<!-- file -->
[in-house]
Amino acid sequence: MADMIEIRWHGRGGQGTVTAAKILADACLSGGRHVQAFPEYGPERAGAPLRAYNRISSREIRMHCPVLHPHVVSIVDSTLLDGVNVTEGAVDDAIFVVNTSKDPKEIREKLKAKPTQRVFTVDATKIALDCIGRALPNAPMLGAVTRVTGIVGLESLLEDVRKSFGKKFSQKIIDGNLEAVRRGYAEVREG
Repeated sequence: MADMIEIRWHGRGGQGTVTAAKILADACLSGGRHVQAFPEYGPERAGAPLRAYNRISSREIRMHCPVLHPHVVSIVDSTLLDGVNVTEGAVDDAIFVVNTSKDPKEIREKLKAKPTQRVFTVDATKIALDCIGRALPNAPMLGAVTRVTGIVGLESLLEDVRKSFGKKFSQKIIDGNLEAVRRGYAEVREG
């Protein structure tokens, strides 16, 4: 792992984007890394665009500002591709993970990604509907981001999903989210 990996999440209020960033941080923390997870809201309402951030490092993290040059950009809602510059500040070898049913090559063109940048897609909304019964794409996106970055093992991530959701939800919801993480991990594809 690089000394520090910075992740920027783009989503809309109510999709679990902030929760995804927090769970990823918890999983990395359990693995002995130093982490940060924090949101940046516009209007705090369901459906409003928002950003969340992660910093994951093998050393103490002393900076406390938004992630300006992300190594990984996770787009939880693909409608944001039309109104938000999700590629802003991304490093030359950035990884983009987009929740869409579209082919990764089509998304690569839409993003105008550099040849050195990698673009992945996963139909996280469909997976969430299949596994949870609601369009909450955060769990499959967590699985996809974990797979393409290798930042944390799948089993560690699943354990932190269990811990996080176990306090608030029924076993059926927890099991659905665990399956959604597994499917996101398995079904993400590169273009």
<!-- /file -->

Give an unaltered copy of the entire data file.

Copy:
[in-house]
Amino acid sequence: MADMIEIRWHGRGGQGTVTAAKILADACLSGGRHVQAFPEYGPERAGAPLRAYNRISSREIRMHCPVLHPHVVSIVDSTLLDGVNVTEGAVDDAIFVVNTSKDPKEIREKLKAKPTQRVFTVDATKIALDCIGRALPNAPMLGAVTRVTGIVGLESLLEDVRKSFGKKFSQKIIDGNLEAVRRGYAEVREG
Repeated sequence: MADMIEIRWHGRGGQGTVTAAKILADACLSGGRHVQAFPEYGPERAGAPLRAYNRISSREIRMHCPVLHPHVVSIVDSTLLDGVNVTEGAVDDAIFVVNTSKDPKEIREKLKAKPTQRVFTVDATKIALDCIGRALPNAPMLGAVTRVTGIVGLESLLEDVRKSFGKKFSQKIIDGNLEAVRRGYAEVREG
């Protein structure tokens, strides 16, 4: 792992984007890394665009500002591709993970990604509907981001999903989210 990996999440209020960033941080923390997870809201309402951030490092993290040059950009809602510059500040070898049913090559063109940048897609909304019964794409996106970055093992991530959701939800919801993480991990594809 690089000394520090910075992740920027783009989503809309109510999709679990902030929760995804927090769970990823918890999983990395359990693995002995130093982490940060924090949101940046516009209007705090369901459906409003928002950003969340992660910093994951093998050393103490002393900076406390938004992630300006992300190594990984996770787009939880693909409608944001039309109104938000999700590629802003991304490093030359950035990884983009987009929740869409579209082919990764089509998304690569839409993003105008550099040849050195990698673009992945996963139909996280469909997976969430299949596994949870609601369009909450955060769990499959967590699985996809974990797979393409290798930042944390799948089993560690699943354990932190269990811990996080176990306090608030029924076993059926927890099991659905665990399956959604597994499917996101398995079904993400590169273009």